Albanian parties break some virus rules to launch campaigns

International

TIRANA, Albania (AP) — Albania’s opposition on Thursday defied virus restrictions to hold a rally in the capital of Tirana to launch its electoral campaign.

The governing left-wing Socialist Party of Prime Minister Edi Rama also held a rally in separate 10-person groups that did not always respect the country’s pandemic restrictions.

Some 3.6 million voters are eligible to vote in Albania’s April 25 general election to elect 140 lawmakers for the parliament now dominated by the Socialists.

The main center-right Democrats opposition, which has been boycotting parliament sessions for the past two years, held its rally at Mother Teresa square in central Tirana, where scores of cars and thousands of people gathered, many without wearing the mandatory face masks.

Few coronavirus restrictions were followed by the Socialists, who held their rally a kilometer (0.6 mile) away at Skanderbeg Square, besides keeping candidates in separate groups of 10.

Rama, who is seeking a third 4-year mandate, mentioned pandemic controls and their negative economic impact as the main challenges facing the country, together with completing housing for thousands of Albanians left homeless after the November 2019 earthquake.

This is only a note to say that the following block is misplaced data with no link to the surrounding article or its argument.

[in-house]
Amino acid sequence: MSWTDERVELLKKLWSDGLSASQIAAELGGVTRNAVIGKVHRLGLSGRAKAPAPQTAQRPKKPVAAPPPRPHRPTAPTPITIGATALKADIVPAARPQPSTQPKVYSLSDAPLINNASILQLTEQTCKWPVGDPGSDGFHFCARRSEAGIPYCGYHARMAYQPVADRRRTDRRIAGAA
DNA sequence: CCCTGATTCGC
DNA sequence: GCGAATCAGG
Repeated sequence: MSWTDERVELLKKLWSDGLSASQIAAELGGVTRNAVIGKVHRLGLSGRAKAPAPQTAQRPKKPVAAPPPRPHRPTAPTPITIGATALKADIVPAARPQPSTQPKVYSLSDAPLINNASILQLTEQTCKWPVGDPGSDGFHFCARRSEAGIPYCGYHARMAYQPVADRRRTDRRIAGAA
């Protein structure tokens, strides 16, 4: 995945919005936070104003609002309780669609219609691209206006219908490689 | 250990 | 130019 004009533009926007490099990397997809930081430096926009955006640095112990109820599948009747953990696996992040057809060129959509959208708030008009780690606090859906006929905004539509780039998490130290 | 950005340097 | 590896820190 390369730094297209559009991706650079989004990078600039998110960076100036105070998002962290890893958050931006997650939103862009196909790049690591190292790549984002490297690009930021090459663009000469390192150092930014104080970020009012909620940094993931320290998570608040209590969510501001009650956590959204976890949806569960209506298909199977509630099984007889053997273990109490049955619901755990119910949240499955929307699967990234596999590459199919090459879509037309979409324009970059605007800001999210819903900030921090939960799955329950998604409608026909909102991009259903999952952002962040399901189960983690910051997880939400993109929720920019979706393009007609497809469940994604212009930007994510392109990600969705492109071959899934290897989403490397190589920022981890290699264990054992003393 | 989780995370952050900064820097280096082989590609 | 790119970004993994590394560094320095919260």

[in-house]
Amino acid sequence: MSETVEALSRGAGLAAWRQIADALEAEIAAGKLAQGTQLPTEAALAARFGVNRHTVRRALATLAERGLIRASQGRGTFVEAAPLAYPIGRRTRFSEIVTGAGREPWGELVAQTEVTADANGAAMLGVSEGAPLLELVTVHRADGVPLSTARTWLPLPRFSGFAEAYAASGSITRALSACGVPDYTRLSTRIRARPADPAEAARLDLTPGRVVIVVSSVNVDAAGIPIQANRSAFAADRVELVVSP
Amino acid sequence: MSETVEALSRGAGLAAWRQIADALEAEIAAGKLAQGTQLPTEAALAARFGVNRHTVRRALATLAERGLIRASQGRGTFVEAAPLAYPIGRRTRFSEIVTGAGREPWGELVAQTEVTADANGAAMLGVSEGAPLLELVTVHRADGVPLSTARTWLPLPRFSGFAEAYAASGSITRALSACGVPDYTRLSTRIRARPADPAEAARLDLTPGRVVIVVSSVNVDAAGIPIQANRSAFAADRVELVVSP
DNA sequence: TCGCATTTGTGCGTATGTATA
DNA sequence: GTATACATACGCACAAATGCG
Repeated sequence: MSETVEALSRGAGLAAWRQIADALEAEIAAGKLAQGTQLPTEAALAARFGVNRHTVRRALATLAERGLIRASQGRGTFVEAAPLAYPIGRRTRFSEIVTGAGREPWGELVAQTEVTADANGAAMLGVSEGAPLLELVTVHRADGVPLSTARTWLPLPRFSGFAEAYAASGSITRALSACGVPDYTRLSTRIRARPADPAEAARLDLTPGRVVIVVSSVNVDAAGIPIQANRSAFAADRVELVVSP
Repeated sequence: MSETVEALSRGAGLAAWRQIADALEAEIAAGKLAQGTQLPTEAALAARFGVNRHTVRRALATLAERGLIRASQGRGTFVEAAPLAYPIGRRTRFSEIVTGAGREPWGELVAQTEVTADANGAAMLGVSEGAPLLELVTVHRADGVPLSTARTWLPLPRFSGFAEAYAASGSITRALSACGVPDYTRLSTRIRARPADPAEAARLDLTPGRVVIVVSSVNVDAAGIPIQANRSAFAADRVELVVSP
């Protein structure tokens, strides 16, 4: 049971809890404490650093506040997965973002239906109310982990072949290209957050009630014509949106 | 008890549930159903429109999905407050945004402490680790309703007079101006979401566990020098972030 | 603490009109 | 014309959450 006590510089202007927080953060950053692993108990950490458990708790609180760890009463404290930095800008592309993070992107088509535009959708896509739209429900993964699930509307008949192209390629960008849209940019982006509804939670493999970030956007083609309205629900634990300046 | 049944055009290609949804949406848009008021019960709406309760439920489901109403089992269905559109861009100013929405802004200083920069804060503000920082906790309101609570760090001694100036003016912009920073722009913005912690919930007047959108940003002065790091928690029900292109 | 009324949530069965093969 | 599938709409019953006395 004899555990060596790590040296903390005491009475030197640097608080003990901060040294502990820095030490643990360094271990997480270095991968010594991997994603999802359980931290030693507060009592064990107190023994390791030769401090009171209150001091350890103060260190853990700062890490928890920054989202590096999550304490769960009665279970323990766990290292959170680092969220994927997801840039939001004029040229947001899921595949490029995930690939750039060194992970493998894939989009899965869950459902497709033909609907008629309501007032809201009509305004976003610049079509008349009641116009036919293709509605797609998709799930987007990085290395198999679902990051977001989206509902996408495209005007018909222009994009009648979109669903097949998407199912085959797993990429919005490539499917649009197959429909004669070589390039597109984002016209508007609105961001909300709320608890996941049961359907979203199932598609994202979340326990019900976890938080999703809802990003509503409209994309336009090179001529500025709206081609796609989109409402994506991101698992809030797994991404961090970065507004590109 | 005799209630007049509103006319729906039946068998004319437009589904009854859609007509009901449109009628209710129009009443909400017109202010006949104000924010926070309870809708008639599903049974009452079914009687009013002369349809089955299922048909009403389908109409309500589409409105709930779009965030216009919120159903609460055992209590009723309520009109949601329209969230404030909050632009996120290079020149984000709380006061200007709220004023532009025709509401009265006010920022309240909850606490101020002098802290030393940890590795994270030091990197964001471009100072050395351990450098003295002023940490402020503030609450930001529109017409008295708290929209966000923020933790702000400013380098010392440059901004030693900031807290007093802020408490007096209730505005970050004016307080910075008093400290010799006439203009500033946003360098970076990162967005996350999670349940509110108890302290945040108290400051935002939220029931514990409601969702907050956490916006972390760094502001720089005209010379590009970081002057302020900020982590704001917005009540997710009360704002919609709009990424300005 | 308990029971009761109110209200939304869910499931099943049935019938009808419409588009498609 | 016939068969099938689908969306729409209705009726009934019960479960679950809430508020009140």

“With the third mandate, we shall make irreversible all the reforms which are still not completed,” said Rama, referring to issues of justice, health, education, agriculture and the “digital revolution of services.”

The opposition said Rama has already had enough time in office.

“Today more than ever, Albania needs jobs, honor and fundamental change,” said the Democrats leader Lulzim Basha.

Holding an election in line with international democratic standards is a main requirement for the tiny Western Balkan country, which is eagerly seeking full membership in the 27-nation European Union. International observers will monitor the vote.

Post-communist Albania’s elections have always been strongly contested but were frequently marred by irregularities, including alleged vote-buying and the manipulation of ballot counts.

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